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Racism Essay Outline

Introduction

Thesis: Racism always has and is still one of the most prevalent social problems affecting the American population and other European countries. It is essential to evaluate how racism has transformed since the 19th century to modern-day forms.

Body

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Paragraph 1:

Racism was openly accepted in the 19th century.

  • The whites were superior to the people of color.
  • People of color were slaves to the whites.
  • Slave trade was a legal business.

Paragraph 2:

Modern day racism is hidden but very prevalent in the society.

  • Laws were put in place to end slavery and stop racial discrimination, but no efforts have been made to implement them.
  • American laws favor the whites.

Paragraph 3:

In the 19th century, people of no color had no rights.

  • They were the property of white merchants.
  • They were highly mistreated.
  • They had no freedom of movement.

White people had the right to kill people of color.

Paragraph 4:

Today, there are laws aimed at giving people of color fair treatment, but these laws are ways of justifying the end of racial discrimination.

  • The American criminal justice system treats the whites more reasonably than the people of color.

Paragraph 5:

In the 19th century, people of color had no rights to own property.

  • Today people of color have the right to own property but only in areas free of the white population.
  • People of own color property in areas with low value, while whites own property in valuable areas.

Paragraph 6:

Brutality on people of color was acceptable in the 19th century, but there laws prohibiting the practice today.

  • The police have continued to subject people of color to brutal treatment without facing the wrath of the law.
  • Police brutality is an act of modern racism.

Paragraph 7: 

Even though there are laws protecting the rights of people of color to equal employment and treatment at the workplace, such laws are hardly applied.

  • There still exists workplace discrimination, especially in the United States.
  • Workplace discrimination can take many forms and can take place in various settings.

Conclusion

  • A restate of the thesis statement
  • A summary of the main points
  • A take-away statement made based on presented facts or information 

Racism in the past and racism today -This is another interesting topic on racism. It offers some interesting insights into how racism was perceived and manifested in various social spheres during the 19th century and how it is different today. You can explore how racism is changing its face. (3 pages)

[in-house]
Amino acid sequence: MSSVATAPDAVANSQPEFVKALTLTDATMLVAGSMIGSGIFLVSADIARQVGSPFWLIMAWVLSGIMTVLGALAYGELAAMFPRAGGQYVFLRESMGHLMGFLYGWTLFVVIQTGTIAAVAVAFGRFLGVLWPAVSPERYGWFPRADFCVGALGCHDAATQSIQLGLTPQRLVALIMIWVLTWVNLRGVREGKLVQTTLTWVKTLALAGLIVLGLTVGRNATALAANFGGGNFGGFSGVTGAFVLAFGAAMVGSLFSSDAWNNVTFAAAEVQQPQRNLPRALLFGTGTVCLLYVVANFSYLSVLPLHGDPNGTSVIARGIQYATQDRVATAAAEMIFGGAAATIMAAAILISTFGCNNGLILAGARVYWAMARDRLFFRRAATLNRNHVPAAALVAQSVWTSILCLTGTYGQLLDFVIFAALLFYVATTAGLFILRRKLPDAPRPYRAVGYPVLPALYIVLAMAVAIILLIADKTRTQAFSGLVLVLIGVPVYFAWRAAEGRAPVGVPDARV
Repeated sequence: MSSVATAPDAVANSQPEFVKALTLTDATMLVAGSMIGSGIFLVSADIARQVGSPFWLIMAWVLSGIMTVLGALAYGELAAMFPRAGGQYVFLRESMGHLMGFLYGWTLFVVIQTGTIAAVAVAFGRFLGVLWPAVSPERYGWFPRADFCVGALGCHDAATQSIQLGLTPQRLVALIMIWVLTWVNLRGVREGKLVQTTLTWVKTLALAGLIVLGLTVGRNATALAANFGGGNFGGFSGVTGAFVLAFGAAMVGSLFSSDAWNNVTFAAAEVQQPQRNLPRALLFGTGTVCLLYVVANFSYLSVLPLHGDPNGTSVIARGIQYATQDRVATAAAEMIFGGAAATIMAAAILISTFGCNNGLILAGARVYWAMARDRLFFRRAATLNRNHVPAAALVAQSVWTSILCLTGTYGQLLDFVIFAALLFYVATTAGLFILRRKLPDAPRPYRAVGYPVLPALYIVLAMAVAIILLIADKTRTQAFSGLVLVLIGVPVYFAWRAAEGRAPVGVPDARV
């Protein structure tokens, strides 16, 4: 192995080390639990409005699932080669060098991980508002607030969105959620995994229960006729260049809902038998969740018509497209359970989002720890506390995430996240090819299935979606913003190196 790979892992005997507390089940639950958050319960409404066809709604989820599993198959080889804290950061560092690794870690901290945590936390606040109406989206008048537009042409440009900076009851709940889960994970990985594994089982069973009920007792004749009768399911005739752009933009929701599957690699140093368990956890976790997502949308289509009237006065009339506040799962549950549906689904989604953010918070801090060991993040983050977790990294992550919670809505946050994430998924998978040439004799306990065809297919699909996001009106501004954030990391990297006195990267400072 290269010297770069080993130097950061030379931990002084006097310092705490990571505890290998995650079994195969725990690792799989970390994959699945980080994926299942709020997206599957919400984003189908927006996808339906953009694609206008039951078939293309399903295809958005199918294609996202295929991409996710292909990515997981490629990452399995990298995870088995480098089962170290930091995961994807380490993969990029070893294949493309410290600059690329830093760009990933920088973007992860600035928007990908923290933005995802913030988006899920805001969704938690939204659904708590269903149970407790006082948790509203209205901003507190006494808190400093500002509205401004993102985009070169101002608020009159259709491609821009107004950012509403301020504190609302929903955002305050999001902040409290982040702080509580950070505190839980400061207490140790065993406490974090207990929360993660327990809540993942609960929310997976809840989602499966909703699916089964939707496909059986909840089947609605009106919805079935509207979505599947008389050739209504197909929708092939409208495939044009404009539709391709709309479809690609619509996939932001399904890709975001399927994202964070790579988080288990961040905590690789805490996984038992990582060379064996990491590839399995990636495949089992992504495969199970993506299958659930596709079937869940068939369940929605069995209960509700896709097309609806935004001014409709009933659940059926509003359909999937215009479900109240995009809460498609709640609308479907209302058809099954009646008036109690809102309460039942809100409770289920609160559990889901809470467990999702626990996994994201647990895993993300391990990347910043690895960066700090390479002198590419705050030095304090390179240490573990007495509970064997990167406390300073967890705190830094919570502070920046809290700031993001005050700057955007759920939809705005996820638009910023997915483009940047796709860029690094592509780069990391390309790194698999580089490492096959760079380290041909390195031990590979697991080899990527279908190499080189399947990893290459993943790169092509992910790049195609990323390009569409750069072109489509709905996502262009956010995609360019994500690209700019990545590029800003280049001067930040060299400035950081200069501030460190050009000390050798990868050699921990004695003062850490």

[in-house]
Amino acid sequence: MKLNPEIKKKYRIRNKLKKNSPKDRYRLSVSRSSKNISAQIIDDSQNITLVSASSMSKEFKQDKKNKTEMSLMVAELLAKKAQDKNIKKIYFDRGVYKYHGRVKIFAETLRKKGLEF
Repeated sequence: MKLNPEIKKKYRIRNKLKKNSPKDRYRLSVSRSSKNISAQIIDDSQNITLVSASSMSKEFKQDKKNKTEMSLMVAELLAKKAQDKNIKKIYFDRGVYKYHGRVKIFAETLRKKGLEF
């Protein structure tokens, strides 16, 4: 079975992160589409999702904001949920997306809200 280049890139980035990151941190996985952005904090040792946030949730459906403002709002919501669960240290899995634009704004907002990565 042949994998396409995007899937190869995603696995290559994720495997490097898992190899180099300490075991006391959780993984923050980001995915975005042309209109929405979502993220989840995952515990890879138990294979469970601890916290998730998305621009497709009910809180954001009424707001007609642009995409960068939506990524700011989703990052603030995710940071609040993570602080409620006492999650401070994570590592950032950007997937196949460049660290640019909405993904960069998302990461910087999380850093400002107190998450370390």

Racism Essay – Racism in the Past and Racism Today

Introduction

Racism has always been and still is one of the most prevalent social problems in the United States and across Europe. It is a social vice that has powerful roots in society, and its elimination has almost proven impossible. Many believe that the world society has worked towards ending this vice, but there is still evidence of racial discrimination in interactions between whites and people of color. The reason that pushes people into believing that racism has ended is that it has changed over the years and taken new forms. It is thus essential to evaluate how racism has transformed since the 19th century to modern-day forms.

In the 19th century, racism was open and acceptable in the American society. During this time, the whites were treated as superiors to people of color (Jahoda, 2009). People of color were a source of labor and servants to the whites. The acceptable name for people of color in the 19th century was slaves (Jahoda, 2009). Slave trade was a multimillion-dollar business that was practiced freely in most parts of the world in the 19th century (Jahoda, 2009). Even people of color themselves knew that they were treated as being inferior to the whites. They could however not oppose this treatment as governments were in support of the situation. As such, racism was an ordinary and acceptable practice during the 19th century.

However, today racism is hidden but very prevalent in the society. After civil rights movements rose in the 19th and 20th centuries and pushed for the emancipation of people of color from slavery, governments acted and ended the practice. Laws were put in place to end it. Policies were made to ensure that people of color had equal rights as whites (Brown, 2004). However, fewer efforts if any have been made to ensure that indeed people of color enjoy the same rights as the whites. The American law still favors whites over people of color (Brown, 2004). In the past, racism was an open practice. However, today it is hidden, and one has to look deep inside social interactions to spot racial discrimination.